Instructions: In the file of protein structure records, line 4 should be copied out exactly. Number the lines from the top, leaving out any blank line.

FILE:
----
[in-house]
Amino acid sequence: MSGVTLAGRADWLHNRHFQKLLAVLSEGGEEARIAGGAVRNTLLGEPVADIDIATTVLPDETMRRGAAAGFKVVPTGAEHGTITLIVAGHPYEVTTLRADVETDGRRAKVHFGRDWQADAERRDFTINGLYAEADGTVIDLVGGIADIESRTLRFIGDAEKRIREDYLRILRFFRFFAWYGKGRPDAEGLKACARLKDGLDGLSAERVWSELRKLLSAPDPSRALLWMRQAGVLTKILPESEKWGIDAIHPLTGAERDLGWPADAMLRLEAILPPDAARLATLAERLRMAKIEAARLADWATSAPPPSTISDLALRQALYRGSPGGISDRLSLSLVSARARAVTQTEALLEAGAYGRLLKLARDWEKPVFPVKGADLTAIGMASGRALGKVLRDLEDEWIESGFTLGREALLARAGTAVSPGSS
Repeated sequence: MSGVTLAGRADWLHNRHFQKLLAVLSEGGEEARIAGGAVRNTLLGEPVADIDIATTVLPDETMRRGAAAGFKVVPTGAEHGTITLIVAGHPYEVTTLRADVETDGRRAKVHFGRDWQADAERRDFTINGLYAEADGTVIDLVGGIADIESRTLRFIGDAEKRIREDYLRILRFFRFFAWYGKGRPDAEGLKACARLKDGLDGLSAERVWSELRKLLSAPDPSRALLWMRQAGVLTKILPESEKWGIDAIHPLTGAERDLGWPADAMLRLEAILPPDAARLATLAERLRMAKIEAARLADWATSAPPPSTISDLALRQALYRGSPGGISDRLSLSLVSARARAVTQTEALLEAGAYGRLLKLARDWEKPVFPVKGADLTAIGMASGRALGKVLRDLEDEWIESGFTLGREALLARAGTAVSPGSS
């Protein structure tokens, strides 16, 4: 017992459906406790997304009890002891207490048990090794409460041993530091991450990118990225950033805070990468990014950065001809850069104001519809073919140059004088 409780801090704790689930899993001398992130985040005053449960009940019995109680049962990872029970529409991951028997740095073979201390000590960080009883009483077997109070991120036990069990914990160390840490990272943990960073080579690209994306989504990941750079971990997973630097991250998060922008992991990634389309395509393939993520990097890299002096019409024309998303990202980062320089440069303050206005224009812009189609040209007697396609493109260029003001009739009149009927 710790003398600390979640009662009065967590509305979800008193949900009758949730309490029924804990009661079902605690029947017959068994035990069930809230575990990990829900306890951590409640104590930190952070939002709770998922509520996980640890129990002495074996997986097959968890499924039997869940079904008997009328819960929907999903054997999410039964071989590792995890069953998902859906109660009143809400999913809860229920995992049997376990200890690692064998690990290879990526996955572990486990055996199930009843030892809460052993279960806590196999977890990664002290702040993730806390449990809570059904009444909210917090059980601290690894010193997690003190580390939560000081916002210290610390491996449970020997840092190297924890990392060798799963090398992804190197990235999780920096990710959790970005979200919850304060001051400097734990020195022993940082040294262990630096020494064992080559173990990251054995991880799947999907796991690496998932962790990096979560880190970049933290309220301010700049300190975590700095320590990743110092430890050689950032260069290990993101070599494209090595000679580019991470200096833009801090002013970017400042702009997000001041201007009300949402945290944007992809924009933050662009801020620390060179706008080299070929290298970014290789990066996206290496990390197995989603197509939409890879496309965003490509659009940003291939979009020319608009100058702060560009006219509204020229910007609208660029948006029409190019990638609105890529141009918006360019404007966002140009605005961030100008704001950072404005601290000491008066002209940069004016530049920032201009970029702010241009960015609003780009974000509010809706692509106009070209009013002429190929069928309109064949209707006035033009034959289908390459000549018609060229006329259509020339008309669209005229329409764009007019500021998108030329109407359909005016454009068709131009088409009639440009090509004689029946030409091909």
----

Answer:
């Protein structure tokens, strides 16, 4: 017992459906406790997304009890002891207490048990090794409460041993530091991450990118990225950033805070990468990014950065001809850069104001519809073919140059004088 409780801090704790689930899993001398992130985040005053449960009940019995109680049962990872029970529409991951028997740095073979201390000590960080009883009483077997109070991120036990069990914990160390840490990272943990960073080579690209994306989504990941750079971990997973630097991250998060922008992991990634389309395509393939993520990097890299002096019409024309998303990202980062320089440069303050206005224009812009189609040209007697396609493109260029003001009739009149009927 710790003398600390979640009662009065967590509305979800008193949900009758949730309490029924804990009661079902605690029947017959068994035990069930809230575990990990829900306890951590409640104590930190952070939002709770998922509520996980640890129990002495074996997986097959968890499924039997869940079904008997009328819960929907999903054997999410039964071989590792995890069953998902859906109660009143809400999913809860229920995992049997376990200890690692064998690990290879990526996955572990486990055996199930009843030892809460052993279960806590196999977890990664002290702040993730806390449990809570059904009444909210917090059980601290690894010193997690003190580390939560000081916002210290610390491996449970020997840092190297924890990392060798799963090398992804190197990235999780920096990710959790970005979200919850304060001051400097734990020195022993940082040294262990630096020494064992080559173990990251054995991880799947999907796991690496998932962790990096979560880190970049933290309220301010700049300190975590700095320590990743110092430890050689950032260069290990993101070599494209090595000679580019991470200096833009801090002013970017400042702009997000001041201007009300949402945290944007992809924009933050662009801020620390060179706008080299070929290298970014290789990066996206290496990390197995989603197509939409890879496309965003490509659009940003291939979009020319608009100058702060560009006219509204020229910007609208660029948006029409190019990638609105890529141009918006360019404007966002140009605005961030100008704001950072404005601290000491008066002209940069004016530049920032201009970029702010241009960015609003780009974000509010809706692509106009070209009013002429190929069928309109064949209707006035033009034959289908390459000549018609060229006329259509020339008309669209005229329409764009007019500021998108030329109407359909005016454009068709131009088409009639440009090509004689029946030409091909």